U.S. successfully tests Lockheed Martin HAWC hypersonic missile

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Joseph P Chacko
Joseph P Chacko
Joseph P. Chacko is the publisher of Frontier India. He holds an M.B.A in International Business. Books: Author: Foxtrot to Arihant: The Story of Indian Navy's Submarine Arm; Co Author : Warring Navies - India and Pakistan. *views are Personal

Lockheed Martin has created and successfully tested a ramjet-powered hypersonic missile. Yesterday, April 7, the press service of the Defense Advanced Projects Agency (DARPA) of the U.S. Department of Defense announced the successful testing of a Hypersonic Air-breathing Weapon Concept (HAWC) missile.

The missile, developed by Lockheed Martin, successfully separated from the aircraft, accelerated, and maintained a cruise speed above Mach 5, five times the speed of sound, “for an extended period of time.” The missile reached an altitude of over 65,000 feet (19.8 km) and flew over 300 nautical miles (555 km).

The test was carried out with a hypersonic missile being developed as part of the Concept of Hypersonic Air-Reactive Weapons. The missile was launched over the Pacific Ocean from a B-52 bomber.

Back in 2020, DARPA indicated that both types of missiles developed by Lockheed Martin and Raytheon Technologies had successfully passed aircraft compatibility testing. All flights during which the prototype missiles were installed under the wing passed without comment from representatives of DARPA and the U.S. Air Force. Flight tests of the HAWC rocket developed by Raytheon Technologies were successfully completed in September last year.

HAWC is one of the many U.S. Department of Defense programs to create hypersonic weapons. HAWC “works best in an oxygen-rich atmosphere, where speed and manoeuvrability make timely detection difficult.” Also, according to the developers, the rocket has significant kinetic energy, which allows it to be used even without high-explosive explosives.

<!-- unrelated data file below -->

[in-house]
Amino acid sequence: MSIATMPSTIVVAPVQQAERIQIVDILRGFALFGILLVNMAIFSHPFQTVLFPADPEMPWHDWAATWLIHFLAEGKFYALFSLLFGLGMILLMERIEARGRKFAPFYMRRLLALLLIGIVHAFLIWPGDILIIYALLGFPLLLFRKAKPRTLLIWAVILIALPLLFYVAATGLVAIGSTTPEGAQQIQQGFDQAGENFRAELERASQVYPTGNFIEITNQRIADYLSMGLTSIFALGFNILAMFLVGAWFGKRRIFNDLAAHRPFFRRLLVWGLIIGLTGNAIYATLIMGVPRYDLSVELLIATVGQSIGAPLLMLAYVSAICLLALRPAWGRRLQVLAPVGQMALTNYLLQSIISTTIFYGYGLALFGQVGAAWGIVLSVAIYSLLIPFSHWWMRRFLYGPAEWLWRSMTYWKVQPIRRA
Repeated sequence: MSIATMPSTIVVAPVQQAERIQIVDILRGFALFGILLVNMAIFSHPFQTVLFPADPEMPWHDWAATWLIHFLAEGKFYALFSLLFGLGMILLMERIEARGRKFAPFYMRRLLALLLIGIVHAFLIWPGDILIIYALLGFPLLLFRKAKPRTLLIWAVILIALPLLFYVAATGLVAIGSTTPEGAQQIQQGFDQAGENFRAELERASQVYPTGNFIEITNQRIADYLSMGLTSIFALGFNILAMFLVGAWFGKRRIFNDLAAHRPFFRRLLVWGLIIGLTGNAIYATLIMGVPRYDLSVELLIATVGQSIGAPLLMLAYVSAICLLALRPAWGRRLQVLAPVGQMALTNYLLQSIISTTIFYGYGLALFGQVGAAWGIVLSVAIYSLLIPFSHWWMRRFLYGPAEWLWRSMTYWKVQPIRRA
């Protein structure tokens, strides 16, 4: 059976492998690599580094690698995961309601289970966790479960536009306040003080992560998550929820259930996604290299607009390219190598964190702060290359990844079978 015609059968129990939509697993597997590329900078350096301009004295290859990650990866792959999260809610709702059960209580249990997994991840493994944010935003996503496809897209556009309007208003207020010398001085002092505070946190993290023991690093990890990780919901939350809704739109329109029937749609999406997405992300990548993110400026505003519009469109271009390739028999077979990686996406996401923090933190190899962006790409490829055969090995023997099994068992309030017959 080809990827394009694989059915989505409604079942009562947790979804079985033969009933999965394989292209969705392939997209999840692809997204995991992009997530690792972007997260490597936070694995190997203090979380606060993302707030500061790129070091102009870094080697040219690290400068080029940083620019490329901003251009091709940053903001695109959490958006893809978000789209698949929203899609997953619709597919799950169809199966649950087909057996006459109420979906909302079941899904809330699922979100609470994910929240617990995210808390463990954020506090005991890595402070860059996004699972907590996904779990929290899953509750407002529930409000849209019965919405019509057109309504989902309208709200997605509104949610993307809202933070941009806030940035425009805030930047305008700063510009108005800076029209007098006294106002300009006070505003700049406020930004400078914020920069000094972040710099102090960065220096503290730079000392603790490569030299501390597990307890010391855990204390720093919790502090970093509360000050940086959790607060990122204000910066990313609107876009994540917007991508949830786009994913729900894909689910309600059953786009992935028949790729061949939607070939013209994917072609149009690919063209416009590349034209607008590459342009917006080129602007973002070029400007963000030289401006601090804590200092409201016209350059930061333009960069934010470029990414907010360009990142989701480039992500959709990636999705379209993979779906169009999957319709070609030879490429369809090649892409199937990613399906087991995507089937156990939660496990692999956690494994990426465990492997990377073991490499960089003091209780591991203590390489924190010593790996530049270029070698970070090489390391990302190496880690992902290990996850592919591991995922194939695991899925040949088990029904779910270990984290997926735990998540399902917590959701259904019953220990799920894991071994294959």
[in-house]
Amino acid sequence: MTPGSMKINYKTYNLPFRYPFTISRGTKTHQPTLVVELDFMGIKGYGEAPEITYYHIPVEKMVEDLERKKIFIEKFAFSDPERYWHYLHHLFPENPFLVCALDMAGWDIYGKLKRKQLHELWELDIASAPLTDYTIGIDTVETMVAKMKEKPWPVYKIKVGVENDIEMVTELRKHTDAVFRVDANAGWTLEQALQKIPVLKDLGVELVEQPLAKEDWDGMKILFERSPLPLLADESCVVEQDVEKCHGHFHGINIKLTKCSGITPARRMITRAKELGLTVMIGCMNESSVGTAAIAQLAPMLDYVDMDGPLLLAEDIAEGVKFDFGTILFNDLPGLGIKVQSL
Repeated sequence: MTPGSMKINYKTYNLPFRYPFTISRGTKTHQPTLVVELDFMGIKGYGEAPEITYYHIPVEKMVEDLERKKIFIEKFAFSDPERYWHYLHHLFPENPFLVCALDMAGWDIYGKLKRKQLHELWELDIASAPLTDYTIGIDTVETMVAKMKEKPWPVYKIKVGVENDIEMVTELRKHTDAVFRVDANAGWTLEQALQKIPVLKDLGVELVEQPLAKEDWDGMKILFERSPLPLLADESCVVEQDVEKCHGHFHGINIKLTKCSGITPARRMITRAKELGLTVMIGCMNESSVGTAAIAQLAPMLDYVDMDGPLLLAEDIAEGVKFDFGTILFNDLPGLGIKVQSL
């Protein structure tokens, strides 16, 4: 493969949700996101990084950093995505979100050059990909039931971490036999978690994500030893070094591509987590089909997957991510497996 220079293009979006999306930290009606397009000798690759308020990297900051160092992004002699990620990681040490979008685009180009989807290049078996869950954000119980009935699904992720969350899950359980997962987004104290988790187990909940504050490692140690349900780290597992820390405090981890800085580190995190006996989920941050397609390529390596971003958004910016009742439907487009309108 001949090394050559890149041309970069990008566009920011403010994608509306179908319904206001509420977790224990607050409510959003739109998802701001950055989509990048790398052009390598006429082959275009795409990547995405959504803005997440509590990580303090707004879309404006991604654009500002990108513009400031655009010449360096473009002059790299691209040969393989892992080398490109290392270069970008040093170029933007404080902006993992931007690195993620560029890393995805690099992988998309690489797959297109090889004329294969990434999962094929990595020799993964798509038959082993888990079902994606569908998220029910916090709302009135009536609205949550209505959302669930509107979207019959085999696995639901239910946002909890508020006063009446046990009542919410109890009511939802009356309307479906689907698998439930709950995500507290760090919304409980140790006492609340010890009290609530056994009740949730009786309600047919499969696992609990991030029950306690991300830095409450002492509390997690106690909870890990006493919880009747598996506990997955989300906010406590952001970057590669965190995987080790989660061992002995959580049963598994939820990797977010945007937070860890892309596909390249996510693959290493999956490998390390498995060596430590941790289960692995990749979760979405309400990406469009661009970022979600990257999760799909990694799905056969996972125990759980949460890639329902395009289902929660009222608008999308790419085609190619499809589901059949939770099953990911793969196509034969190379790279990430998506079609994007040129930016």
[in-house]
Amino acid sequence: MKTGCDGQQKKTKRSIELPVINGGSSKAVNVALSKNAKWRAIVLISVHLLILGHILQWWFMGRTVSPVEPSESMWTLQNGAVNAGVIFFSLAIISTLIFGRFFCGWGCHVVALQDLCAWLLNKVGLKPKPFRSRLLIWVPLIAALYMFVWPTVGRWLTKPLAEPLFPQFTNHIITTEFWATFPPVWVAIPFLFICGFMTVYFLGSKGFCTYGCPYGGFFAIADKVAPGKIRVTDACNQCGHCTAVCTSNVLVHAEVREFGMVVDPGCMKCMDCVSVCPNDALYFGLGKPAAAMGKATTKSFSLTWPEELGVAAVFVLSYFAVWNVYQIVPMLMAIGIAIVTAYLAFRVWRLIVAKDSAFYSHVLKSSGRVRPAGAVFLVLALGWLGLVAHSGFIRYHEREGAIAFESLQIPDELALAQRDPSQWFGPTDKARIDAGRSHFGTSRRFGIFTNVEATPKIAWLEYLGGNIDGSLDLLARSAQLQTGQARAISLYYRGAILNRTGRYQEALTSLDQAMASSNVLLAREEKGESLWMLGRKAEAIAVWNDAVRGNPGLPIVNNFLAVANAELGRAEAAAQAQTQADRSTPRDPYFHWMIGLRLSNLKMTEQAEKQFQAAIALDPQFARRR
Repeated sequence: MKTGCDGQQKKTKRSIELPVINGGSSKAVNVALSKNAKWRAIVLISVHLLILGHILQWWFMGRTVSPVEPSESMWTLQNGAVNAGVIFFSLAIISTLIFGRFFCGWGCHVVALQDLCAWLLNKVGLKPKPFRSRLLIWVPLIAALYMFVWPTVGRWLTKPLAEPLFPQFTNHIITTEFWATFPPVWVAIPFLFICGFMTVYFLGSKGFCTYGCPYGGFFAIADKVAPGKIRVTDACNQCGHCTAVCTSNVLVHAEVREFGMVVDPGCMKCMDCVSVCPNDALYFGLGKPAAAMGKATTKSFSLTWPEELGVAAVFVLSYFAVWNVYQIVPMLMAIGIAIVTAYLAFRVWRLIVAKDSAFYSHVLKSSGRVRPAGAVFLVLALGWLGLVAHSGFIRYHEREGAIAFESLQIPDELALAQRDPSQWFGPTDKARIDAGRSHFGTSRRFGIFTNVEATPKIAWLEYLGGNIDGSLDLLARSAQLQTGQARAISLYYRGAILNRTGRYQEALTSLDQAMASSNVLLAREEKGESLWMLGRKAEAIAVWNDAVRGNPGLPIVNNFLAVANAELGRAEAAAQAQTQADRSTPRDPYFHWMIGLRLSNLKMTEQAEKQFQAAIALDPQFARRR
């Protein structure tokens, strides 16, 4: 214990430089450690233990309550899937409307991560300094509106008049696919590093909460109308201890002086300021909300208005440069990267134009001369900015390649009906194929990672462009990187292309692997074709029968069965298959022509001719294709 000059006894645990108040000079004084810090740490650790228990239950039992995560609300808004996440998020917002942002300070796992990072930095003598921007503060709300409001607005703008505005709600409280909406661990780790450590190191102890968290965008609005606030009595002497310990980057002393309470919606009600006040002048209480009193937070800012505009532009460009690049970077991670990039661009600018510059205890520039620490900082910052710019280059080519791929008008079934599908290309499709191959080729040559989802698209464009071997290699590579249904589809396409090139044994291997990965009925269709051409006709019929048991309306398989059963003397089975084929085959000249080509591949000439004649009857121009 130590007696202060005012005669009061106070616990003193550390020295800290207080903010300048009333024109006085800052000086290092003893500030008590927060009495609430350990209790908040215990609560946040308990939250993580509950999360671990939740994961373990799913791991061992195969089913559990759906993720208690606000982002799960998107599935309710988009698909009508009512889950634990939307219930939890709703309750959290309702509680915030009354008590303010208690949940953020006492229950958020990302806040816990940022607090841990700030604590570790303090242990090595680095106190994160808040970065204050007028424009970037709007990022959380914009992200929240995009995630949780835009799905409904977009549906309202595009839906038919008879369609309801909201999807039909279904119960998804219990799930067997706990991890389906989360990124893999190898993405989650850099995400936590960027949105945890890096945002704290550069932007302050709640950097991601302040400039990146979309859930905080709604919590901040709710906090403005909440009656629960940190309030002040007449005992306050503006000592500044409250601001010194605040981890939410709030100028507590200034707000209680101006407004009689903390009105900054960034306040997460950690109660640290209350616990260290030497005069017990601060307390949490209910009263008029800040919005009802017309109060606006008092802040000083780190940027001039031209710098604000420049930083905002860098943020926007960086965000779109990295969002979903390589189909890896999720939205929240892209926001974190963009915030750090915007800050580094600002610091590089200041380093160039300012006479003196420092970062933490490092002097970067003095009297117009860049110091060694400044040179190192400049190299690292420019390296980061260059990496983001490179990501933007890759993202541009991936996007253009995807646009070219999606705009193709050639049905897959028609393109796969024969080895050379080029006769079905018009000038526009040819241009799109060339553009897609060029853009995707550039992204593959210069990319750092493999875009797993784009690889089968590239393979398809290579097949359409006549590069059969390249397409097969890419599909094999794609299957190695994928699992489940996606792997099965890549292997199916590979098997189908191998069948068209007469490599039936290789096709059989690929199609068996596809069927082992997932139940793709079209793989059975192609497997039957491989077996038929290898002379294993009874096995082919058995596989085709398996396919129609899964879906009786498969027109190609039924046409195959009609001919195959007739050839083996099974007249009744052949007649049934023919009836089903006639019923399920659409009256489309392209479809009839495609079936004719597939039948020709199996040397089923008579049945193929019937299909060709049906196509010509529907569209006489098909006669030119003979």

In June 2020, as part of such tests, an incident occurred at Andrews Air Force Base where the missile separated from the carrier aircraft B-52 strategic bomber unplanned and collapsed. In December 2020, Air Force Magazine, citing sources familiar with the test, wrote that the first flight tests of the HAWC failed as the rocket could not be launched from the carrier aircraft. Air Force Magazine sources claimed that the Lockheed Martin missile was tested in this incident.

The first launch of the US HAWC hypersonic missile took place in September 2021. Before this, Pentagon had tested a hypersonic glide vehicle.

Russia to test ramjet-powered hypersonic missiles

Russia is also developing hypersonic weapons with a ramjet under the GZUR index (hypersonic guided missile, also known as Gremlin) and another product known as Ostrota. Like the American HAWC project, the output is planned to be a relatively small-sized aircraft weapon, presumably non-nuclear, which can be carried by a tactical aircraft.

Unlike hypersonic gliders, the Russian Avangard belongs to this type; ramjet-powered hypersonic weapons are smaller and more accurate.

The tests of the Russian hypersonic missile with the Ostrota ramjet are scheduled for 2022 and the Gremlin for 2023.

In mid-March, the Russian Ministry of Defense reported that the Russian Kinzhal hypersonic systems destroyed a large base for storing fuel and lubricants for the Ukrainian military in the Mykolaiv (or Nikolaev) region.

AUKUS to work on hypersonic missiles

The U.S., the United Kingdom, and Australia, on Tuesday, April 5, agreed to develop hypersonic weapons within the framework of the AUKUS military bloc.

The U.S. and Australia already have a hypersonic weapons program called SCIFiRE. British officials have said that while the U.K. will not join the program, for the time being, the three countries will work together on research and development in this area to expand their capabilities.


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